I threw my kids in the car [a few months ago] for one last trip to Port A, and found myself floating on nostalgia and low-rent seaside joy. The drive down through Kenedy and Beeville. The ferry, the birds swooping down, and the dolphins leaping. Remembering my first trip there, camping in a tent on Mustang Island with my boyfriend, waking up buried in sand. Going with my babies, some years later, to show them an ocean warm and shallow as a puddle. No plans, no reservations–we always just rented a little place at the Rock Cottages or the Double Barr for 50 bucks a night. Later, there were more and bigger kids, and we stayed in a double-wide trailer. No matter how politically incorrect it is, I still love to drive on the beach. I love to shop at the IGA for steaks and cornflakes, then head down the road to the shrimp guy for some 20-count mamas. Can't spend much money in Port Aransas, even if you try. The tar on the beach is gone now. You can walk for miles and miles, and everyone does: dogs on leash, hand in hand, trailing children, serious runners in spandex and headphones. There at the edge of the world, picking up sand dollars and pale pink pebbles, watching the Gulf toss her waves like a horse's mane, lies a Texas I can't bear to leave.
A frequent commentator on NPR's All Things Considered, author Marion Winik recently married and moved from Austin to Pennsylvania.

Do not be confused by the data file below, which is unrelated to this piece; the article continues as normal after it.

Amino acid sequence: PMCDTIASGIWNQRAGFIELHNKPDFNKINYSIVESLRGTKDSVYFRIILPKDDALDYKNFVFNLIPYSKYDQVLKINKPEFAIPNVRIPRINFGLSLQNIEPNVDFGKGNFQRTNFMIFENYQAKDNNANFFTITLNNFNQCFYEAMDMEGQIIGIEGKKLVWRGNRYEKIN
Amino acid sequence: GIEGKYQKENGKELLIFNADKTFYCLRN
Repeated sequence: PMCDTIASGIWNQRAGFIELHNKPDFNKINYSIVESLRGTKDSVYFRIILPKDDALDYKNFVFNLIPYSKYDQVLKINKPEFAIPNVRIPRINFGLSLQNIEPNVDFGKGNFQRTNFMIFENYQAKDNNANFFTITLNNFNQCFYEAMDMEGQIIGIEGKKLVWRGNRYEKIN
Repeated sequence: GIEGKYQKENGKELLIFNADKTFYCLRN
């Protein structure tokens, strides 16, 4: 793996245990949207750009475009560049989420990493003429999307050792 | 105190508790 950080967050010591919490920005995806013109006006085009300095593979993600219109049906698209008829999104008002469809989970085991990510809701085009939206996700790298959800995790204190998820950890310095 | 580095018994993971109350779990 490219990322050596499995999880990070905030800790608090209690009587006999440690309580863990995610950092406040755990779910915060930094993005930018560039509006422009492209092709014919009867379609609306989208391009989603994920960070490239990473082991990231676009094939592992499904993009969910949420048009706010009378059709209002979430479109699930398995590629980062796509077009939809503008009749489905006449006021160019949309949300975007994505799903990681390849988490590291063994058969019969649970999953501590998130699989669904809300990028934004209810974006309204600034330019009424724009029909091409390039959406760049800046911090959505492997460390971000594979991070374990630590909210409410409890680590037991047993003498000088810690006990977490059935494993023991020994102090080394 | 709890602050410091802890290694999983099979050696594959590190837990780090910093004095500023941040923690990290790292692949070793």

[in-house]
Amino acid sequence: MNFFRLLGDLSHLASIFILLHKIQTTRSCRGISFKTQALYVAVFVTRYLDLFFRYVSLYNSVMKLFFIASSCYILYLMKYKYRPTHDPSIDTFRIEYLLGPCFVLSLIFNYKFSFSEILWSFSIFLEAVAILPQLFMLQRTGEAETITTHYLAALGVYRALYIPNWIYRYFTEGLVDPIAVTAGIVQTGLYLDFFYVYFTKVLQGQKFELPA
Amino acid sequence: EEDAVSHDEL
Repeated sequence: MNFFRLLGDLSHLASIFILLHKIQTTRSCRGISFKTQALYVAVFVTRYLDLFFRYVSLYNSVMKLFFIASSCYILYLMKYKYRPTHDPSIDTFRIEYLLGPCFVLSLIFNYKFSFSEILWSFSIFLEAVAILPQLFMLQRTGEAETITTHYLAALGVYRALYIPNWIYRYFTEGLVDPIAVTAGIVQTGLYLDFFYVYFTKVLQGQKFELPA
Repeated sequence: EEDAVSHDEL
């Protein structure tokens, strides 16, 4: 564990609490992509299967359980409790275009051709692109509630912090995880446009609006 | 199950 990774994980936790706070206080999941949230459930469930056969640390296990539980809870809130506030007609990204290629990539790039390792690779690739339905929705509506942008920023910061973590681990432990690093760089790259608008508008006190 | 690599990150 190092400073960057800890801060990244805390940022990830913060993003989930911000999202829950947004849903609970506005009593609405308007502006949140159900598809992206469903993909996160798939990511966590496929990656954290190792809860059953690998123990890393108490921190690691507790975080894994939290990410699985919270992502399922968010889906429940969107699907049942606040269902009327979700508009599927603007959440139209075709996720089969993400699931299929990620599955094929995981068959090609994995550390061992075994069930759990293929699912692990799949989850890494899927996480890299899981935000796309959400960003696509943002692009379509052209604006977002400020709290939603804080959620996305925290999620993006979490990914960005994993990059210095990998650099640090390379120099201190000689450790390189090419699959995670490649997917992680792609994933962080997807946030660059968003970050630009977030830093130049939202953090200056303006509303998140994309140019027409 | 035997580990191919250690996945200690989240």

Transmountain Road, which runs through the Franklin Mountains, defines El Paso for me. The mountains are solid and unmovable, and yet there is something surprising about the way they suddenly arise from the flat desert basin, creating ledges, spines, saddlebacks, deep gorges. They are deep orange in the evening, but when a cloud bank comes spilling over the top, roiling and cascading like surf, they turn a dark brown. In place of one massive peak, they form a continuous ridge that seems to divide El Paso into west and east sides, the town wrapping around the mountain like a "U," with downtown as the junction of the two limbs.
Cattle rustlers years before had found a path–Smugglers' Gap–that cut through the Franklins from the east side to the bosques of the Rio Grande on the west side where a man and a good-sized herd of cattle could hide in the tangled jungle of cottonwood and mesquite. Now the shimmering asphalt of Transmountain Road commemorates that route, its straightaway rising several thousand feet, followed by a few beautifully banked, white-knuckle curves that cut through canyons– shadow and sunshine alternating on the windshield–then a downhill straightaway on the other side. I love driving this stretch of road, whether in a car or on my motorcycle. I think of Transmountain Road as the link holding two disparate halves of the city together.
It is the place I take most visitors to. I never tire of parking at the lookout point and taking in the evening show: a spectacular sunset on a limitless horizon.
Dr. Abraham Verghese is a professor of medicine at the Texas Tech University Health Sciences Center at El Paso and the author of My Own Country (Harper Collins) and The Tennis Partner (Random House).
I have lived in and visited most all areas in Texas, and I never tire of my travels around the state.